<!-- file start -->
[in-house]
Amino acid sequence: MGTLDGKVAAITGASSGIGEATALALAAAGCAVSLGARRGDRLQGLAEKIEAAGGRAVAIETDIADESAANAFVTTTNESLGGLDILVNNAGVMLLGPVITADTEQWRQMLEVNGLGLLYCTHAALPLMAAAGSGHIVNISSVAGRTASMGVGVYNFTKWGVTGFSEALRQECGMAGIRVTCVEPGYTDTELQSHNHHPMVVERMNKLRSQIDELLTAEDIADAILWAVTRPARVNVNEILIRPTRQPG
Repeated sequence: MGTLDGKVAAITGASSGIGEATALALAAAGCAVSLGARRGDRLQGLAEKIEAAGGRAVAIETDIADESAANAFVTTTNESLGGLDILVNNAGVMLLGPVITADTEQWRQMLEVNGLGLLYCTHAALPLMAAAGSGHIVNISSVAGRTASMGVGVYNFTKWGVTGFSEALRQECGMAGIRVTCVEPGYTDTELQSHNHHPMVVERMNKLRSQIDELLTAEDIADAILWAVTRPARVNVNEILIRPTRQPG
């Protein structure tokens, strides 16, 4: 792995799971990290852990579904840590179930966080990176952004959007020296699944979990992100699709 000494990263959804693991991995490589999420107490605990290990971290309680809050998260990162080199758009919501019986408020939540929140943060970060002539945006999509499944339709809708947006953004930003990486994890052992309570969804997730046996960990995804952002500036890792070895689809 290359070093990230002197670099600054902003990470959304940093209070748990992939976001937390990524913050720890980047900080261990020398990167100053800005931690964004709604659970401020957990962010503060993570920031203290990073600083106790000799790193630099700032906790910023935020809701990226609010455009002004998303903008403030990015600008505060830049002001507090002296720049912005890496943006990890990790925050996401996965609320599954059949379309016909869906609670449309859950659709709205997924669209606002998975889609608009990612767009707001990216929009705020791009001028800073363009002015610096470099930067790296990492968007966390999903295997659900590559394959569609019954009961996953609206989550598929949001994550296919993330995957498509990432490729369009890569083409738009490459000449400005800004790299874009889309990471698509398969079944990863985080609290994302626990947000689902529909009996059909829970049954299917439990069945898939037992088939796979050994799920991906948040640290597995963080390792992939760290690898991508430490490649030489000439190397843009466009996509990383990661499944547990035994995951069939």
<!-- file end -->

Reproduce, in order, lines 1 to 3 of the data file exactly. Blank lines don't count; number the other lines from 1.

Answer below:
[in-house]
Amino acid sequence: MGTLDGKVAAITGASSGIGEATALALAAAGCAVSLGARRGDRLQGLAEKIEAAGGRAVAIETDIADESAANAFVTTTNESLGGLDILVNNAGVMLLGPVITADTEQWRQMLEVNGLGLLYCTHAALPLMAAAGSGHIVNISSVAGRTASMGVGVYNFTKWGVTGFSEALRQECGMAGIRVTCVEPGYTDTELQSHNHHPMVVERMNKLRSQIDELLTAEDIADAILWAVTRPARVNVNEILIRPTRQPG
Repeated sequence: MGTLDGKVAAITGASSGIGEATALALAAAGCAVSLGARRGDRLQGLAEKIEAAGGRAVAIETDIADESAANAFVTTTNESLGGLDILVNNAGVMLLGPVITADTEQWRQMLEVNGLGLLYCTHAALPLMAAAGSGHIVNISSVAGRTASMGVGVYNFTKWGVTGFSEALRQECGMAGIRVTCVEPGYTDTELQSHNHHPMVVERMNKLRSQIDELLTAEDIADAILWAVTRPARVNVNEILIRPTRQPG